Cow’s milk allergy is a common condition in infants and young children. The severity of the condition varies for each individual. It is important for parents to keep an eye out for warning signs. By learning more about this condition and what it entails, parents can take the necessary steps towards providing their child with the right treatment, leading to a full recovery.
Cow’s milk allergy can develop early in life from the moment an infant comes into contact with cow’s milk. Even though only three to six percent of all children suffer from this condition, parents should consistently observe their child’s diet, especially since the symptoms of cow’s milk allergy might not be apparent at first. Children can have allergic reaction not only to the cow’s milk they drink, but also to cow’s milk in other food, shampoo, soap, or lotion.
The symptoms of cow’s milk allergy are divided into two categories – severe and mild. Mild symptoms can last a day or a few days, depending on how frequently the child comes into contact with cow’s milk. These milld symptoms can include:
Most of the children who display severe allergic reactions to cow’s milk have parents with a history of high allergic levels, or high levels of immunoglobulin E (IGE). These severe symptoms can include:
In some cases, children can start becoming allergic after a severe case of diarrhea. When there is trauma to the intestine, the body becomes more susceptible to proteins, therefore increasing the chance of the child developing an allergic reaction to cow’s milk.
Lactose is a form of enzyme that exists in almost all types of milk, such as cow’s milk, mother’s milk, and goat’s milk. A person should not consume more than 500cc of lactose per day, as the intestine cannot digest any more than that. If a child is allergic to lactose or has consumed too much of it, he or she can exhibit the following symptoms:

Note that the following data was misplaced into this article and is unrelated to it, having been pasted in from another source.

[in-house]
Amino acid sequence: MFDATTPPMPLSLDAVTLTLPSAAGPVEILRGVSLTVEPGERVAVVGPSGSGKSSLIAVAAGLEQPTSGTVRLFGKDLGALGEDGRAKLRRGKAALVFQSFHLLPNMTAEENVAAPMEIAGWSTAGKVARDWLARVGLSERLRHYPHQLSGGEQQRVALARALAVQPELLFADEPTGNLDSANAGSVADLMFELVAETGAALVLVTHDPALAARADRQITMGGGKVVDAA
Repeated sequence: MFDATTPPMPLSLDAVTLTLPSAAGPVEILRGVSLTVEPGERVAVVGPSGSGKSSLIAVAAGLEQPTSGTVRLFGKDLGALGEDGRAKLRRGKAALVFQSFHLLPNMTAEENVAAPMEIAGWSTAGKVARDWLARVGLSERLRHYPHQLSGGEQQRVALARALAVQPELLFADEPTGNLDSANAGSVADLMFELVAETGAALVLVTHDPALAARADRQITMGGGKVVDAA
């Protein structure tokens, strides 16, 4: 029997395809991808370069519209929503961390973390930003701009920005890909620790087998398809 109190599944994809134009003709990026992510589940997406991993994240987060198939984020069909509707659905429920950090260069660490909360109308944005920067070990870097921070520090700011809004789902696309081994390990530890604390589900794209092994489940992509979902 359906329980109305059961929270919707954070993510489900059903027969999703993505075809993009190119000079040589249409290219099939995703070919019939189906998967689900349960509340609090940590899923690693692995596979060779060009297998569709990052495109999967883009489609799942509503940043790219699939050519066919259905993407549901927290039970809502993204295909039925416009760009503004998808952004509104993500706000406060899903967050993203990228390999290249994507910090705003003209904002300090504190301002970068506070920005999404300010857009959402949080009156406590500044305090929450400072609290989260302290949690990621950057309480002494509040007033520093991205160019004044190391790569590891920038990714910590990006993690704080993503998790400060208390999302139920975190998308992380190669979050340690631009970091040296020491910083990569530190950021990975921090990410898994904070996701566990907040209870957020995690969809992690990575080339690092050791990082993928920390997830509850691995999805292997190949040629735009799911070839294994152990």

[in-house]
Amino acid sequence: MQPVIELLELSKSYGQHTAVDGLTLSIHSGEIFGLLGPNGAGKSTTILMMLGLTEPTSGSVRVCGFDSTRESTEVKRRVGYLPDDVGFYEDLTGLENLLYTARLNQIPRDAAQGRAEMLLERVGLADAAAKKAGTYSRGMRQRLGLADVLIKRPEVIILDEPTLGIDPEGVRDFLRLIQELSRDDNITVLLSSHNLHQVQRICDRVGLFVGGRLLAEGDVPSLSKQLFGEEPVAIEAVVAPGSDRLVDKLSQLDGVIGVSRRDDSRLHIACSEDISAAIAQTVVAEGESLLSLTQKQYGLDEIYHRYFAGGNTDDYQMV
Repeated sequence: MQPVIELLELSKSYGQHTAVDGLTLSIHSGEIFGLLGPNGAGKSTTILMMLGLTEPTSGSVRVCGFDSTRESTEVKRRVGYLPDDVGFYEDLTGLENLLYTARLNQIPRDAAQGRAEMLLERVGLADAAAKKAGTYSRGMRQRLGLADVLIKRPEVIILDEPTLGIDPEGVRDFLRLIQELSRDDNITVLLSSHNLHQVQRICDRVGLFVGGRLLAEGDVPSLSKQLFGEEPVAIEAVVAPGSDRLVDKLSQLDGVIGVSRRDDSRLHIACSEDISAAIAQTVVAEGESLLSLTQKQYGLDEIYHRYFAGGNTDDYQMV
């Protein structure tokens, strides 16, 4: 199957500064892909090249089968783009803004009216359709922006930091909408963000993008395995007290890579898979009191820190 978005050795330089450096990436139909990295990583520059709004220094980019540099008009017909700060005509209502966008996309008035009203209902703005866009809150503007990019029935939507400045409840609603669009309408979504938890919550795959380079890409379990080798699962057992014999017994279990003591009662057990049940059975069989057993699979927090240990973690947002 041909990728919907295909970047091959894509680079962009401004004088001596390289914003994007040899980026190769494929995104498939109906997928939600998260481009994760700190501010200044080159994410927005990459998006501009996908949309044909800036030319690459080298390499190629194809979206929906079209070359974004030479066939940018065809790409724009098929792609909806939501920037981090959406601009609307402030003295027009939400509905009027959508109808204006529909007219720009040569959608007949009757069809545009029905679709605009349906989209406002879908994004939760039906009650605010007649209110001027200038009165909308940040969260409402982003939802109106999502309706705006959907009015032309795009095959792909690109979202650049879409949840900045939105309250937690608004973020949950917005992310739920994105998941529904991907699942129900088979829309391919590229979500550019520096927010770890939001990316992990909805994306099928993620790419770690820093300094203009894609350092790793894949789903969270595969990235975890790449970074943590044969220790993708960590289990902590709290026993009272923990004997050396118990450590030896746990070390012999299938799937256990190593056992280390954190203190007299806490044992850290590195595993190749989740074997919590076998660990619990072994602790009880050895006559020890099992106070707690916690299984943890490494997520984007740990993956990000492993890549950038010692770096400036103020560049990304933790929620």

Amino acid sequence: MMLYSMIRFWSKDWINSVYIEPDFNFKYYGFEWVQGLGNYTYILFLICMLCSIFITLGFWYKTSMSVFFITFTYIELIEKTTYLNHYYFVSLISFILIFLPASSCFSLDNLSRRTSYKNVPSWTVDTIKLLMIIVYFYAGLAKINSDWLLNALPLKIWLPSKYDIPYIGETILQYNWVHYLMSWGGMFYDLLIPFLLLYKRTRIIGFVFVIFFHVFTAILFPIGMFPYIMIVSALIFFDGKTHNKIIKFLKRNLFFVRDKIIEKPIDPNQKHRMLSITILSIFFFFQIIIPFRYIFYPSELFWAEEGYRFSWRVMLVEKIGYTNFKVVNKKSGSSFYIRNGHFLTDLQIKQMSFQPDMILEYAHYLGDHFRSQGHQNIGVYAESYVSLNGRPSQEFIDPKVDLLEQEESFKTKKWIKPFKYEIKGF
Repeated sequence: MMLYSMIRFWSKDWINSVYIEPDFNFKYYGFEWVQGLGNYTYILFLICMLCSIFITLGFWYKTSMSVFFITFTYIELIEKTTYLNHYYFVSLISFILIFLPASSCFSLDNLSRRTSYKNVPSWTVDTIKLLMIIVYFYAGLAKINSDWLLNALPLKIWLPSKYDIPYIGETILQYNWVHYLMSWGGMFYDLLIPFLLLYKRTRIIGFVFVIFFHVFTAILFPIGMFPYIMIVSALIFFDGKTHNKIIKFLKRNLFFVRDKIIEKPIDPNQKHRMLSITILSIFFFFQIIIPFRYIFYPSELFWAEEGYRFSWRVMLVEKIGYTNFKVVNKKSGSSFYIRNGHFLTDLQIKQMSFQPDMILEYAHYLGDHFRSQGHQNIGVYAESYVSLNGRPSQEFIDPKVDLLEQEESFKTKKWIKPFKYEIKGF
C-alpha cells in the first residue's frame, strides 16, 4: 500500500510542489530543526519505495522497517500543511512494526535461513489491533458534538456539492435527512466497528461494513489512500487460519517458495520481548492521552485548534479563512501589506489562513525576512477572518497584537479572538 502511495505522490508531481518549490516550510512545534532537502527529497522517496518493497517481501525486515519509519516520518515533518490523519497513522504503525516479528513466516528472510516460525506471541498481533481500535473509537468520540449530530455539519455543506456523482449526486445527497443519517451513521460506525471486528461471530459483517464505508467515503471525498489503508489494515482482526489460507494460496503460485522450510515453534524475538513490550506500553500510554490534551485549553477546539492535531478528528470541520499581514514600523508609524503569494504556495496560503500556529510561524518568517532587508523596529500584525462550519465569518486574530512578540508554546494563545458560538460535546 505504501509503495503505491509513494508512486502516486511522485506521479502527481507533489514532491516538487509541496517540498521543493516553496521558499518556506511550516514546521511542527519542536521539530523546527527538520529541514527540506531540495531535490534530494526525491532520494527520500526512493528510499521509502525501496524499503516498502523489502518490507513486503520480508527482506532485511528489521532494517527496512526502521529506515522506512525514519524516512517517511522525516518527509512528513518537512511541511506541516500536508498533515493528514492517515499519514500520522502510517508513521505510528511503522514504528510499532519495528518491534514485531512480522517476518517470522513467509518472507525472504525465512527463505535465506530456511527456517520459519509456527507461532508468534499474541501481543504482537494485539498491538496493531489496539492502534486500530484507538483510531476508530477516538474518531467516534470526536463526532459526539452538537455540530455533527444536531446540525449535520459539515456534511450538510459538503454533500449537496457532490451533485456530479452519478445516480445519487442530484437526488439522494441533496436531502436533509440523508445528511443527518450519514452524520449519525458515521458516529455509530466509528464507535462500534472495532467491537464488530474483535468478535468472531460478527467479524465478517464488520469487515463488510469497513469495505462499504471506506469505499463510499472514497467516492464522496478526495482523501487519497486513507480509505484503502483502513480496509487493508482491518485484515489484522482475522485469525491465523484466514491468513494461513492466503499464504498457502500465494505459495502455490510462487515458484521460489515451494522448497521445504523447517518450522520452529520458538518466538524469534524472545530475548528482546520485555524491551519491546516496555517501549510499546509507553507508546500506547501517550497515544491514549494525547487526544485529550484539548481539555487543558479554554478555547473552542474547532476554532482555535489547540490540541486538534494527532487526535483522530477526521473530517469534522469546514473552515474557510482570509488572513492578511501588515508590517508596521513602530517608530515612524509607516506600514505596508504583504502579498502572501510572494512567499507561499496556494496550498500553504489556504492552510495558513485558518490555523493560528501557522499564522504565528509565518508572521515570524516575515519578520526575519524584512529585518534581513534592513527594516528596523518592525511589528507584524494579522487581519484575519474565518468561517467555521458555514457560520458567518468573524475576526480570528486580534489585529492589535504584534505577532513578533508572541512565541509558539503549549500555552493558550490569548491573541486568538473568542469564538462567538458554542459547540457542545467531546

A child can be allergic to lactose, but not to cow’s milk. If so, he or she can only drink cow’s milk which has no lactose. If parents suspect that their child might be suffering from lactose intolerance instead of cow’s milk allergy, the child can undergo a skin test or a lactose tolerance test, which can help diagnose the condition.
If your child is starting to show symptoms of cow’s milk allergy, remove milk from their diet. Do not let your child come into contact with any shampoo, lotion, or cream with milk. After the symptoms have subsided, the child can undergo a “skin prick test” at the hospital. The test introduces a small amount of the allergen into the skin. If the child is allergic to the substance, the skin surrounding the area will exhibit an allergic reaction.
If the test comes back negative, it is still advisable not to let your child drink cow’s milk for another month. Then, the child can come back for another test. This time, the test starts with the consumption of one drop of cow’s milk. The child can drink another one millilitre of milk 15 minutes later, if there’s no allergic reaction, and the amount will be increased until it reaches 30 millilitre. The test can help determine the severity of the child’s condition.
Once the diagnosis has been made, the doctor will assist you and your child in further treatment and recovery.
The Second Class Honors, M.D., Faculty of Medicine, Chulalongkorn University, 1976.